Why can’t I take a compliment? I worked hard with leading a team of 10 on a complicated project on time and within the budget for an international computer company in my capacity as a Project Coordinator. Although I made plenty of mistakes, each team member came up to me specially and thanked me for doing such a great job with organizing the work and helping with the success of the project. I think it was luck. They think it was hard work and dedication.
How do I deal with this type of communication in the workplace that makes me uncomfortable?
Signed: Hate Compliments (HC)
When the feedback is positive, enjoy and savour it! You did a great job. Listen to it, learn from it and benefit from this great news. Your difficulty with receiving this feedback could stem from a cultural background which dictates that if you do something well and mention it, you are a braggart and arrogant. Denise Bissonnette (2008) in her book 30 Ways to Shine as a New Employee stresses being able to take positive feedback gracefully as it is an important workplace skills.Bissonnette recommends these approaches to dealing with positive feedback:
1. Take a deep breath, smile, and say “THANK YOU”.
Don’t let modesty or embarrassment ruin your accepting and receiving honest feedback or an honest compliment. Do not downplay yourself or put yourself down publicly. It doesn’t mean that you have to develop an inflated ego. You need to shine with the skills and experience you are gaining as well as let everyone know, especially your managers, of the successful outcomes.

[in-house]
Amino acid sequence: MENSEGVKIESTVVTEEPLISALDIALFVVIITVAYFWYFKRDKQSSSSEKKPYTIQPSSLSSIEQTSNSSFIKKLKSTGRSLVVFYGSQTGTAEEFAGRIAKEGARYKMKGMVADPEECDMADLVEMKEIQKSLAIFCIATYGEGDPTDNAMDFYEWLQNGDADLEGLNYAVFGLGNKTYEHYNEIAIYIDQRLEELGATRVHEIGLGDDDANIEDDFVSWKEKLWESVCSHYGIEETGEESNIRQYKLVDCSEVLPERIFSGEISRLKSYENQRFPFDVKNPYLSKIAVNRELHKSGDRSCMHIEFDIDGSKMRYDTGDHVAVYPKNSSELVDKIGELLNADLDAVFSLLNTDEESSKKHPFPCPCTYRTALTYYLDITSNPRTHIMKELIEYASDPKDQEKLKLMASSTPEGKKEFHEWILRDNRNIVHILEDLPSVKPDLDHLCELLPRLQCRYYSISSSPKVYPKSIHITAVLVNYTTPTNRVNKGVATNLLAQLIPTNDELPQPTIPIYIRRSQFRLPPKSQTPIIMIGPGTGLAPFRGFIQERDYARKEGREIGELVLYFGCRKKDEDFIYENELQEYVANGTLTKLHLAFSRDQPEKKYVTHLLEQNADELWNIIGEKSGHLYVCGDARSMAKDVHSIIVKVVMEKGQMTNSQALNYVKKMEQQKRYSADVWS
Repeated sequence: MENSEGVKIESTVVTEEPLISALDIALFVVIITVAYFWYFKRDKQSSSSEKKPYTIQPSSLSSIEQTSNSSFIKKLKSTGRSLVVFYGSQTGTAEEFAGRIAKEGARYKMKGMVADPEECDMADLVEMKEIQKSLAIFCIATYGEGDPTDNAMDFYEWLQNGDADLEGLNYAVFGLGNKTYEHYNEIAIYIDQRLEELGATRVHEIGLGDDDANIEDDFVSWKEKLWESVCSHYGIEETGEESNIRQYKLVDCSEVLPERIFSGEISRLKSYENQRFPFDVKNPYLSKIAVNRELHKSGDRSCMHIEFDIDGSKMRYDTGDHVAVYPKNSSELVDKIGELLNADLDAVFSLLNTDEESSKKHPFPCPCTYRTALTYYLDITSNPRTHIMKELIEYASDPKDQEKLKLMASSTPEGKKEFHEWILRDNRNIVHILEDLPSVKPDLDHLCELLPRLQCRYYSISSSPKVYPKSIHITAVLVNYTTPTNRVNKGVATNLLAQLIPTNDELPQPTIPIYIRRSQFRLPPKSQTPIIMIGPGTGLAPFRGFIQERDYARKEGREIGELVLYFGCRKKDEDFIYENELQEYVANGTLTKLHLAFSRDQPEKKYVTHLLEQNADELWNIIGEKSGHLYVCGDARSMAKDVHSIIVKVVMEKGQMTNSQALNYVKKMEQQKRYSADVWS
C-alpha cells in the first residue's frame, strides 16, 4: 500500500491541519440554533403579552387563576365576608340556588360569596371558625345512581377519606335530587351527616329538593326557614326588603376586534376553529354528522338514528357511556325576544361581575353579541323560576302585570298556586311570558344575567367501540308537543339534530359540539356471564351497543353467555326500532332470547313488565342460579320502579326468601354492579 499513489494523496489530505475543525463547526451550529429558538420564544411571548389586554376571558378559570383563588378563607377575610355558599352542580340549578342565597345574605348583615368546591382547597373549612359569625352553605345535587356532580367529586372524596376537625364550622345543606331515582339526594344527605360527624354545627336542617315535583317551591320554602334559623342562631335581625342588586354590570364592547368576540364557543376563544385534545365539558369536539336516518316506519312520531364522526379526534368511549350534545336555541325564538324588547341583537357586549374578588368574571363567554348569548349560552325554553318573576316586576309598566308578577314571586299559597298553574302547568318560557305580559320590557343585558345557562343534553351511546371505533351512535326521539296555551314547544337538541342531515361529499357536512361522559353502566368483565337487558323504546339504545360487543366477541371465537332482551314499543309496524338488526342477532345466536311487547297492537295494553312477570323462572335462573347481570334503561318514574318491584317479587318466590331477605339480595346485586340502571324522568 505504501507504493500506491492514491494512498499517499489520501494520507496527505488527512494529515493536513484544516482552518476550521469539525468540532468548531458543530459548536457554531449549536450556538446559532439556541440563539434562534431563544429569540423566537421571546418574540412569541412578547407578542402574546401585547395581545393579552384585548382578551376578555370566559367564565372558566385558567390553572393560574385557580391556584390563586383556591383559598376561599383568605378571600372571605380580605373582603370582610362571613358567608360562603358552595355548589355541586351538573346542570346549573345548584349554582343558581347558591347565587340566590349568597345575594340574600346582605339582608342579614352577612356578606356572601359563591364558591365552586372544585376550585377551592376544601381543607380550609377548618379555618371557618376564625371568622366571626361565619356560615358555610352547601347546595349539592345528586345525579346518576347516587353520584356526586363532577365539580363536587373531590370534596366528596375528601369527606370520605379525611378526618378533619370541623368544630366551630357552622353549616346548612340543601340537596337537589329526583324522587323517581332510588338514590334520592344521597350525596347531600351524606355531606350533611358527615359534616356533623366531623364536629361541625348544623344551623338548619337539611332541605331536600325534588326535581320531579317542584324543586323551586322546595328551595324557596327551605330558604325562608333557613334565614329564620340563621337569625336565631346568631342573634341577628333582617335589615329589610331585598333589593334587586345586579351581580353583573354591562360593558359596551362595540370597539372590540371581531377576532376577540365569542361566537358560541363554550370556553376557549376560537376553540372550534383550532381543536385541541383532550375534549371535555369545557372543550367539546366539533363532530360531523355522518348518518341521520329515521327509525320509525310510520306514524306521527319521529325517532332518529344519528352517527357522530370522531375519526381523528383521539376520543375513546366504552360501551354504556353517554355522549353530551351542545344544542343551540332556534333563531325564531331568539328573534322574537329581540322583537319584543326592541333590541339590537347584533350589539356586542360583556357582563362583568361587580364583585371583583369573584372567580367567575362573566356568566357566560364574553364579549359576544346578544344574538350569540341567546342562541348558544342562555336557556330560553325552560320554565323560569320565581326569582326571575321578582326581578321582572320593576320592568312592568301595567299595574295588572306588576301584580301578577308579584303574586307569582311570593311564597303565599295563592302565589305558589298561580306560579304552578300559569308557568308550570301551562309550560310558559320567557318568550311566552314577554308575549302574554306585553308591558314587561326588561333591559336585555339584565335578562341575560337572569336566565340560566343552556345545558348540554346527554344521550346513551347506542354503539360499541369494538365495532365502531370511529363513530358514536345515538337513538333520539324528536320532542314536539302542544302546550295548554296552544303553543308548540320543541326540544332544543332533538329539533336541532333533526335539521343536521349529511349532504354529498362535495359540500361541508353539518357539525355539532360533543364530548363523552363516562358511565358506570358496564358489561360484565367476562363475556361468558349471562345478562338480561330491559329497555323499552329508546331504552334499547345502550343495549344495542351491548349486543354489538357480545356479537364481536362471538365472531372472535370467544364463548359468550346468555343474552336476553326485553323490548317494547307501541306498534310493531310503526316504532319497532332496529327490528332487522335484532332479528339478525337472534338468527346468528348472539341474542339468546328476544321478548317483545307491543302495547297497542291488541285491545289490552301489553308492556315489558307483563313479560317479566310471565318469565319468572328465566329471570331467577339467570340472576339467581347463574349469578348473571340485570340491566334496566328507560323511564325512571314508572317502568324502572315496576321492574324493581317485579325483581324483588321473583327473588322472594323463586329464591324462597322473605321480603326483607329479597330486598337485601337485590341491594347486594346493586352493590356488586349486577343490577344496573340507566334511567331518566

2. Don’t dwell on what went wrong.
Remember that your version of an event might not be the same as everyone else. Your experiences and perspective inform your opinion. Other people may have a different understanding of what happened. So, do not be so hard on yourself.
3. Your response.
Whether you are faced with positive or negative feedback, think about the outcome you want from the situation, suggests Bissonnette. Choose the response you think will bring your desired result. Avoid passive responses and choose to be assertive. By not saying anything at all, you run the risk of your successes not being acknowledged. Be self-assured of your success!
4. Focus on solutions.
Instead of dwelling on what went wrong, choose to see all of the great skills, experience, talents and accomplishments you have mastered with this project and others. This is critical both for your resume, cover letter, interview as well as social media profiles. Don’t obsess with what went wrong. Trust yourself to accept the compliments. I would even ask for it in writing in an email, LinkedIn recommendation and/or letter!
5. Acknowledge the others.
If the praise applies to other team members, then mention the other people involved in the success. State their names if you can. For example, if the manager says to you that the new technology looks great, then respond as follows. “Thanks. S, S and S did a great job with the design.” I would definitely avoid a conversation where you respond with another compliment or thank you. I would change the topic to a fun subject or something related to your recent or new project.
Remember, you are not being arrogant or stuck up if you acknowledge positive things about yourself or if you receive a compliment with joy. You must believe that you are worthy and after a while, this will become automatic while still showing humility and welcoming opportunities to learn, improve and grow professionally and personally.